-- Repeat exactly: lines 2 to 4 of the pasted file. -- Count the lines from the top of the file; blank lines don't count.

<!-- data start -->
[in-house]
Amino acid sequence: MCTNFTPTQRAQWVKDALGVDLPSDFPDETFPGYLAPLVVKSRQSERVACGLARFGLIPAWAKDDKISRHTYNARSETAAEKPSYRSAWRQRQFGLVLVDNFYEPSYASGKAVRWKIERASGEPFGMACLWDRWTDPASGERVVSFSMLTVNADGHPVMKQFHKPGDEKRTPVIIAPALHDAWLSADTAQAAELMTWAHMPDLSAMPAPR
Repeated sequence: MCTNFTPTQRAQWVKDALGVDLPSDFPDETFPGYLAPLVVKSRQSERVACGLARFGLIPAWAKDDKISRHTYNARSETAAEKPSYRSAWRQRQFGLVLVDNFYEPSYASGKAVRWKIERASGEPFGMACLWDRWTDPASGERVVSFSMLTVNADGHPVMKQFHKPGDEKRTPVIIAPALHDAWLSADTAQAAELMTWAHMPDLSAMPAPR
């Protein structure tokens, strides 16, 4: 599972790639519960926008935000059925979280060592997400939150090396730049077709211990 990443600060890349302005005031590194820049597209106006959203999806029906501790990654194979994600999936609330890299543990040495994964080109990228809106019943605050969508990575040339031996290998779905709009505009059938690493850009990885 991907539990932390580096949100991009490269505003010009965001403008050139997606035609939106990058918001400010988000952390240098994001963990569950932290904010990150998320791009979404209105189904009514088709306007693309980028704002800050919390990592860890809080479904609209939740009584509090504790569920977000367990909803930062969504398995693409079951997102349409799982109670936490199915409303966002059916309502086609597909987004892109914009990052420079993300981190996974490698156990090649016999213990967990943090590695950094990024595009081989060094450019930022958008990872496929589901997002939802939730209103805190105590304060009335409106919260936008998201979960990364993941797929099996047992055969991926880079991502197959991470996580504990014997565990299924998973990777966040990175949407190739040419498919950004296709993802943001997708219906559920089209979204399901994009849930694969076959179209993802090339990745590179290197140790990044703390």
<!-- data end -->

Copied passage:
Amino acid sequence: MCTNFTPTQRAQWVKDALGVDLPSDFPDETFPGYLAPLVVKSRQSERVACGLARFGLIPAWAKDDKISRHTYNARSETAAEKPSYRSAWRQRQFGLVLVDNFYEPSYASGKAVRWKIERASGEPFGMACLWDRWTDPASGERVVSFSMLTVNADGHPVMKQFHKPGDEKRTPVIIAPALHDAWLSADTAQAAELMTWAHMPDLSAMPAPR
Repeated sequence: MCTNFTPTQRAQWVKDALGVDLPSDFPDETFPGYLAPLVVKSRQSERVACGLARFGLIPAWAKDDKISRHTYNARSETAAEKPSYRSAWRQRQFGLVLVDNFYEPSYASGKAVRWKIERASGEPFGMACLWDRWTDPASGERVVSFSMLTVNADGHPVMKQFHKPGDEKRTPVIIAPALHDAWLSADTAQAAELMTWAHMPDLSAMPAPR
């Protein structure tokens, strides 16, 4: 599972790639519960926008935000059925979280060592997400939150090396730049077709211990 990443600060890349302005005031590194820049597209106006959203999806029906501790990654194979994600999936609330890299543990040495994964080109990228809106019943605050969508990575040339031996290998779905709009505009059938690493850009990885 991907539990932390580096949100991009490269505003010009965001403008050139997606035609939106990058918001400010988000952390240098994001963990569950932290904010990150998320791009979404209105189904009514088709306007693309980028704002800050919390990592860890809080479904609209939740009584509090504790569920977000367990909803930062969504398995693409079951997102349409799982109670936490199915409303966002059916309502086609597909987004892109914009990052420079993300981190996974490698156990090649016999213990967990943090590695950094990024595009081989060094450019930022958008990872496929589901997002939802939730209103805190105590304060009335409106919260936008998201979960990364993941797929099996047992055969991926880079991502197959991470996580504990014997565990299924998973990777966040990175949407190739040419498919950004296709993802943001997708219906559920089209979204399901994009849930694969076959179209993802090339990745590179290197140790990044703390």